As reported by National Public Radio, several not-for-profit organizations in Missouri that have received federal grants to hire and train “navigators” to help people enroll in a qualified health plan have filed a lawsuit against the state over its regulations requiring individuals to be licensed by the state before then can assist people with signing up.
Missouri navigator groups file suit over state restrictions
According to the complaint, the groups argue that the state requirements “directly conflict with the ACA (Patient Protection and Affordable Care Act) by making it impossible for consumer assistance organizations authorized by the ACA to perform the duties the ACA requires them to perform.”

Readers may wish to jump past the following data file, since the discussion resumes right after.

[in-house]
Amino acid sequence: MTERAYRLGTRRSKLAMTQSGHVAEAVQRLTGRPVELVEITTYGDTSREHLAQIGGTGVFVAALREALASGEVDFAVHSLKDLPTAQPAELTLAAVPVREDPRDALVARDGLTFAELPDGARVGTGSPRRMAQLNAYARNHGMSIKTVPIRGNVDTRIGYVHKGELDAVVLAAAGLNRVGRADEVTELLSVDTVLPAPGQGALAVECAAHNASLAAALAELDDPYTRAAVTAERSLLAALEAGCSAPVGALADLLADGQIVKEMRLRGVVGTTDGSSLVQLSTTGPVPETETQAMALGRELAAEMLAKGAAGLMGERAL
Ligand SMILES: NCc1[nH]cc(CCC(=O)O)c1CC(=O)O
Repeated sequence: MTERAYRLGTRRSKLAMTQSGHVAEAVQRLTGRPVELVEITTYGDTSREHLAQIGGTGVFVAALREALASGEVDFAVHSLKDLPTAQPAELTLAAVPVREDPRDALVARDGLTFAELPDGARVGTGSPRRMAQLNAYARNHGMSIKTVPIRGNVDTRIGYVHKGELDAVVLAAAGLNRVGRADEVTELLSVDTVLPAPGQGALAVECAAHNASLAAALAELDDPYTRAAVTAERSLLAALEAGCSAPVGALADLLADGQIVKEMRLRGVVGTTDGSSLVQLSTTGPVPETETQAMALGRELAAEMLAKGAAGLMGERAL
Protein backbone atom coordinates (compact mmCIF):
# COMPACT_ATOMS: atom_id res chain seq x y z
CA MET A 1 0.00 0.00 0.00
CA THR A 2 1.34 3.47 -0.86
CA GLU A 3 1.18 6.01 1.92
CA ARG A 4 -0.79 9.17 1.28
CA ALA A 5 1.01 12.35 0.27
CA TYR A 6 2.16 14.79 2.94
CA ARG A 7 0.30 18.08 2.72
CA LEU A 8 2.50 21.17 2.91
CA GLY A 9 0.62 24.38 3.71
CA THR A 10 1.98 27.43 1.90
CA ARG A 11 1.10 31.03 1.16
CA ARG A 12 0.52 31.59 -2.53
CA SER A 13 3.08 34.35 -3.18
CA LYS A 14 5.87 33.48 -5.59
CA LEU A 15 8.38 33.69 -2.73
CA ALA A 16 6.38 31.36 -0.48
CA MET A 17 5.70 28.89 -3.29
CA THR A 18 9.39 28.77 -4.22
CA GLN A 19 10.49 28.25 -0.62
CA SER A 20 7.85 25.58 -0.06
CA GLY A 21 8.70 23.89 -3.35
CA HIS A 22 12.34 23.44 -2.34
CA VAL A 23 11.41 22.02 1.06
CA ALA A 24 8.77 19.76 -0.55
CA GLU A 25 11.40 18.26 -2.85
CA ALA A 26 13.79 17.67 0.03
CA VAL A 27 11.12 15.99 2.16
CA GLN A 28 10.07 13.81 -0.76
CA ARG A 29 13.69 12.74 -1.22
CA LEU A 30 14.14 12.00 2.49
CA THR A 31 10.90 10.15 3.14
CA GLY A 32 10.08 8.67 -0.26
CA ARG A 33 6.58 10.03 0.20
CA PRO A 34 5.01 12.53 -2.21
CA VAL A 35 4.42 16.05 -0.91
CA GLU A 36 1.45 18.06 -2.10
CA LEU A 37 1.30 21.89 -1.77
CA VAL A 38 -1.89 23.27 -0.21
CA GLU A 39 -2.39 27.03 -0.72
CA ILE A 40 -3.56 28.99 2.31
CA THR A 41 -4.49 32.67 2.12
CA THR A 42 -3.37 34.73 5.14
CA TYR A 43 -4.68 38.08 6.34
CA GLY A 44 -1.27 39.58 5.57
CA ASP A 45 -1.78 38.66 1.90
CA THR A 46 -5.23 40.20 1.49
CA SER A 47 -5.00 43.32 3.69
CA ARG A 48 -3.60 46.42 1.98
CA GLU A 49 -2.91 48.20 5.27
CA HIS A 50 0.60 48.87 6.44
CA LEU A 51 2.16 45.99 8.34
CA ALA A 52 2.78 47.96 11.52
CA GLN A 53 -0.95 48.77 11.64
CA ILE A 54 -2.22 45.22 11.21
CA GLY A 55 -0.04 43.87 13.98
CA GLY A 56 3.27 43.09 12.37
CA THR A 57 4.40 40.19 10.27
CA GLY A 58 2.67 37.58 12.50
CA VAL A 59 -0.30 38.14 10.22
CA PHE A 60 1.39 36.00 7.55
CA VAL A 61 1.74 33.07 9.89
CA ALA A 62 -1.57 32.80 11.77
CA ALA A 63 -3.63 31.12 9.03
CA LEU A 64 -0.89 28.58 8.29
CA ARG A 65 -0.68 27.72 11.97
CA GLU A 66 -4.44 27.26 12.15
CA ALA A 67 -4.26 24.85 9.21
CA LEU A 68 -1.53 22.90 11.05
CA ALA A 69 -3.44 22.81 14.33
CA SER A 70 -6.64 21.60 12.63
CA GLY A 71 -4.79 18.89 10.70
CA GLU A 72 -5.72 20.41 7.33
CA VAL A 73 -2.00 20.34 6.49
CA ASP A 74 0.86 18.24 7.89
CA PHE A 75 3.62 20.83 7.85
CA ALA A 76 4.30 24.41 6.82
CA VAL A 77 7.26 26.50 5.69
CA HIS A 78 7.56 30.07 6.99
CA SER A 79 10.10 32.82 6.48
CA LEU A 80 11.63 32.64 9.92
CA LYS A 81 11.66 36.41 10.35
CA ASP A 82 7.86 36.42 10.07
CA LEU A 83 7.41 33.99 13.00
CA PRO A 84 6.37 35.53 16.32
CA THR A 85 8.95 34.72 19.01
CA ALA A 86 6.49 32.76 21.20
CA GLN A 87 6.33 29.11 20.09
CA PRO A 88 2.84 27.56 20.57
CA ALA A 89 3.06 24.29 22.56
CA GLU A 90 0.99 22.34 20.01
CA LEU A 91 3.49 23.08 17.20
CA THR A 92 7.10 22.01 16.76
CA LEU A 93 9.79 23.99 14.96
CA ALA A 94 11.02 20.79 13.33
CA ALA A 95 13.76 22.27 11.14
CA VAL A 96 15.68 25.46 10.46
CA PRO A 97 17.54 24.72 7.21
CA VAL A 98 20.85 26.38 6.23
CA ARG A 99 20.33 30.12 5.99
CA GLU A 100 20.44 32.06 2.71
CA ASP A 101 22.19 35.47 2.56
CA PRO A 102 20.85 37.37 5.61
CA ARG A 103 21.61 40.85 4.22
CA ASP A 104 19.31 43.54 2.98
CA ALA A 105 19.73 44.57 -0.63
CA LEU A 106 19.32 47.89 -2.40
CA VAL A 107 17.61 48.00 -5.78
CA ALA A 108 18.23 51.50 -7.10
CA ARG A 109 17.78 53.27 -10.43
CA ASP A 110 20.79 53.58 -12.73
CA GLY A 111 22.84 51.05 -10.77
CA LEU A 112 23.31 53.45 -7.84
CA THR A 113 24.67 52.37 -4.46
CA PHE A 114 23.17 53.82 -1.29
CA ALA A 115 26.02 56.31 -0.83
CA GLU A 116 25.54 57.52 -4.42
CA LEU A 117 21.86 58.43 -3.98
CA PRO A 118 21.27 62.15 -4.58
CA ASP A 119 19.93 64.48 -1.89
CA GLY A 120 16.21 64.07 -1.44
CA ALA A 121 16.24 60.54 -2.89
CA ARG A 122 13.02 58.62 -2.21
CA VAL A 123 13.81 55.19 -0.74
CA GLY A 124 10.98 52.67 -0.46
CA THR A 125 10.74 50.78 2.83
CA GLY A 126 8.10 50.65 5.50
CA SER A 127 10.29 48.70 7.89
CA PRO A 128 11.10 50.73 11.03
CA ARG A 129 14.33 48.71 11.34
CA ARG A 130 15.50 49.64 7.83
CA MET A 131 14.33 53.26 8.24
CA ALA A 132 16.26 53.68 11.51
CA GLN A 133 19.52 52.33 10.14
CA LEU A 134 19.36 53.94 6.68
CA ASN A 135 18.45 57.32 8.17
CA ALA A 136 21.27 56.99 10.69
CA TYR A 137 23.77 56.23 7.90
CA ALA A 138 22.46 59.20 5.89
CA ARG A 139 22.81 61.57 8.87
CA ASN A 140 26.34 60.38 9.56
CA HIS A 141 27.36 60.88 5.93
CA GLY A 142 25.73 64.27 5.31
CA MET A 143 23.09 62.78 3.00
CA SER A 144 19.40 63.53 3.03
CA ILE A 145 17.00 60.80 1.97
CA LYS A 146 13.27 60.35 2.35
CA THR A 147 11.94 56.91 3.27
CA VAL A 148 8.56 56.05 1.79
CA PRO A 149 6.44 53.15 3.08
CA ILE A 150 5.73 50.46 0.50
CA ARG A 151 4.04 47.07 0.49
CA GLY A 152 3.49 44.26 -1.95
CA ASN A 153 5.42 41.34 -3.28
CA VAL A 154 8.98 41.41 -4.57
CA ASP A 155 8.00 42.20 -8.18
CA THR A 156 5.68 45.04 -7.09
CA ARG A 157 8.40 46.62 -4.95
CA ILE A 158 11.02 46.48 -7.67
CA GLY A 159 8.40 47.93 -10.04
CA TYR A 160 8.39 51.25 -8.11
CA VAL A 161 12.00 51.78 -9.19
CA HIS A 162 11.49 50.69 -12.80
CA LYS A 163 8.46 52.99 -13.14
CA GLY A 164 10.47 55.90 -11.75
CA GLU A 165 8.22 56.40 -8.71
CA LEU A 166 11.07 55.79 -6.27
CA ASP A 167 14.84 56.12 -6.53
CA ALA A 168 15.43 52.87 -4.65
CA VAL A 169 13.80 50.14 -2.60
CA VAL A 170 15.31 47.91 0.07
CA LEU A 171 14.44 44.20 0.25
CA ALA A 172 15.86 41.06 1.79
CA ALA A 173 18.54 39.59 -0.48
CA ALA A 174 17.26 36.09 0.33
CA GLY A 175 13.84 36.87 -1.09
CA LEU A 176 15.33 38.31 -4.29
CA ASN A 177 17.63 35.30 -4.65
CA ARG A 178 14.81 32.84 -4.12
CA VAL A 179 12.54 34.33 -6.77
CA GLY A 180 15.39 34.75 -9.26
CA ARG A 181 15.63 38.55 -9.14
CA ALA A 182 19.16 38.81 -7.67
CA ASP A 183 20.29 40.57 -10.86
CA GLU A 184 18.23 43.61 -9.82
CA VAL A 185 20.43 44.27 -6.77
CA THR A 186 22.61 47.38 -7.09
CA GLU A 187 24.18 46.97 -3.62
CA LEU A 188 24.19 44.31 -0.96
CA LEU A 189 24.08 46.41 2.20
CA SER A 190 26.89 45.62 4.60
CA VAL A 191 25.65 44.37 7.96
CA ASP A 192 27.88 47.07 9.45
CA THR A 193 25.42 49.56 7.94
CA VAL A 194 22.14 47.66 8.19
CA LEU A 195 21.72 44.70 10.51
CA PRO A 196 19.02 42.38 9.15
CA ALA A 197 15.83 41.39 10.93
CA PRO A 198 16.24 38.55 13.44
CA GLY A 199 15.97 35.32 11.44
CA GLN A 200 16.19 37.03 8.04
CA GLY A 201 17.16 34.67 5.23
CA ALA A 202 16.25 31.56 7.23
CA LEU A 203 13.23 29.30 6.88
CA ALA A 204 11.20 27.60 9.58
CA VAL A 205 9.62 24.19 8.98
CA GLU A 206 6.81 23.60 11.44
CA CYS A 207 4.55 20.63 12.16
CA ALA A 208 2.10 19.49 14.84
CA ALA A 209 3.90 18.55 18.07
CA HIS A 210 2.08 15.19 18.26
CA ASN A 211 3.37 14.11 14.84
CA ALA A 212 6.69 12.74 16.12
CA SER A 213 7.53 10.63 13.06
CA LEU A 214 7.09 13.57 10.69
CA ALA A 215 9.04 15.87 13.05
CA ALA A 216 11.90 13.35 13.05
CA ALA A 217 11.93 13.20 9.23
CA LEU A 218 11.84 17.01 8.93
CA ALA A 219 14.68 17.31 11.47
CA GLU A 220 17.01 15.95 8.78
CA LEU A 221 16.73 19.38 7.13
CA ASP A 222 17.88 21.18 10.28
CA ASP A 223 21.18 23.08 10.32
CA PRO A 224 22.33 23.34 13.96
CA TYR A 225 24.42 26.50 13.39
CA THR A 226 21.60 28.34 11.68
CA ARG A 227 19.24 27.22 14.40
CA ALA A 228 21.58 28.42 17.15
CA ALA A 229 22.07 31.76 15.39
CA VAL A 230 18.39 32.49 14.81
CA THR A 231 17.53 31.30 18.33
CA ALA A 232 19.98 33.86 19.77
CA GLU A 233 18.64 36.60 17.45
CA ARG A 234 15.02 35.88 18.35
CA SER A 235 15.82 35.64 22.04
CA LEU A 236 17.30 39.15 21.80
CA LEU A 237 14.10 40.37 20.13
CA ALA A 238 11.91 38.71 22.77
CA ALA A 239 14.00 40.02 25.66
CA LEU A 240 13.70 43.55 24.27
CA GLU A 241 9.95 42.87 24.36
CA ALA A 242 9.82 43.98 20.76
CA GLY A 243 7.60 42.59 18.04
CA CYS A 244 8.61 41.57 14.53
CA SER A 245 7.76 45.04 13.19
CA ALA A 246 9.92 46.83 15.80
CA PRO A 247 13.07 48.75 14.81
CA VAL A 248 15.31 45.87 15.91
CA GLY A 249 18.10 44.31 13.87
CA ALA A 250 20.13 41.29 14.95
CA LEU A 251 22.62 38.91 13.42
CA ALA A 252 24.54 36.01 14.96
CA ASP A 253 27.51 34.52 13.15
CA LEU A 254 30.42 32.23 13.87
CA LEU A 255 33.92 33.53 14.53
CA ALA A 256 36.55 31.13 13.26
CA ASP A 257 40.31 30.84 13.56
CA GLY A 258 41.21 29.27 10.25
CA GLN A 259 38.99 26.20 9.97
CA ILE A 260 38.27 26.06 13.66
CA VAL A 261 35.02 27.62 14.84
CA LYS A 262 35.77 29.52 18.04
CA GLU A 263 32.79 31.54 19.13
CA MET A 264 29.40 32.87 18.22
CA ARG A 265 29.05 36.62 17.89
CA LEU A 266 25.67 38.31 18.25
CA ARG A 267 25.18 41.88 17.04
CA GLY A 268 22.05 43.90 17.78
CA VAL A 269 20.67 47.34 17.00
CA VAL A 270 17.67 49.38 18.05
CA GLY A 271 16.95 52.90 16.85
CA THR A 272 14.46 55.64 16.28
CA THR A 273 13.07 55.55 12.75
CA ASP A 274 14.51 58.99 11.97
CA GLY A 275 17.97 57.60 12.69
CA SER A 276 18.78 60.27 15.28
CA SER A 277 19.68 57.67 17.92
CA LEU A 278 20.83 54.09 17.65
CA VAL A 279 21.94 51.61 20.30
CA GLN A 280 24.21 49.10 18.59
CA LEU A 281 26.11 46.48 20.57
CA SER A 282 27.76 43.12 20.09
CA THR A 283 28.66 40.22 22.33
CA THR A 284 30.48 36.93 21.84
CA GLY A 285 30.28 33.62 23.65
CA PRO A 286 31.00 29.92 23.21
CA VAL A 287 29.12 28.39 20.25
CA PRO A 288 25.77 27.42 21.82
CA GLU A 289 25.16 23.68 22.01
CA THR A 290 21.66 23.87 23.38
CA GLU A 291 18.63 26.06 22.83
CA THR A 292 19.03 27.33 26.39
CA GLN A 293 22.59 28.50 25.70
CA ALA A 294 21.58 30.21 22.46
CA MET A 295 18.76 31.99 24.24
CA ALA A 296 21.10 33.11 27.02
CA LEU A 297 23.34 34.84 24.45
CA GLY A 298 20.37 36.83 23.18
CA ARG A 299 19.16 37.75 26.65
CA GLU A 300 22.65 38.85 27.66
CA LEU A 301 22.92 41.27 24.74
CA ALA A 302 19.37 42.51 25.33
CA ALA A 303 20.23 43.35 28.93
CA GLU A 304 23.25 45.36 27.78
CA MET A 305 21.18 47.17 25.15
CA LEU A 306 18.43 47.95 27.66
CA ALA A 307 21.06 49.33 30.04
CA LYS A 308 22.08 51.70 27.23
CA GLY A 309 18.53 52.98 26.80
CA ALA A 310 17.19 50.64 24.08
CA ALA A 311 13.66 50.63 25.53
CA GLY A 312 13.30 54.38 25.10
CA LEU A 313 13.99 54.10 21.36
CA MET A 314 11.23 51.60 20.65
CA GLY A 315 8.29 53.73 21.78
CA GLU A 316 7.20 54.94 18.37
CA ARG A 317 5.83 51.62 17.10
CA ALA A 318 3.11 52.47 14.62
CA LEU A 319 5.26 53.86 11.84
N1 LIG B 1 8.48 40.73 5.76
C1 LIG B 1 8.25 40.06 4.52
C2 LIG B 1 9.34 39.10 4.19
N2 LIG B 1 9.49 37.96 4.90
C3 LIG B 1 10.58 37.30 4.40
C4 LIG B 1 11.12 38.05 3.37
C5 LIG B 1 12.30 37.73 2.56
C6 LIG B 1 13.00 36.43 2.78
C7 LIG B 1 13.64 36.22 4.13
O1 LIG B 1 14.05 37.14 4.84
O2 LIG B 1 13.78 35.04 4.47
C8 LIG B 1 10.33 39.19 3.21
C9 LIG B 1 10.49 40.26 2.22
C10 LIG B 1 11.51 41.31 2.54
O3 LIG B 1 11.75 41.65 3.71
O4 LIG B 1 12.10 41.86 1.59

Plaintiffs in the lawsuit, which include the Saint Louis Effort for AIDS and Planned Parenthood of the St. Louis Region and Southwest Missouri, argue they have been put in the “untenable situation” of violating Missouri's Health Insurance Marketplace Innovation Act if they attempt to carry out the duties that the federal government gave them a grant to take on.
Missouri is one of 17 Republican-controlled states that have implemented restrictions on navigators over the past year, according to a report in Kaiser Health News. The restrictions include requiring navigators to pay fees for licensing, go through background checks, get additional training on top of the required federal requirement of 20 hours or take a state exam; some altogether bar navigators from public health offices.
Follow Steven Ross Johnson on Twitter: @MHSjohnson
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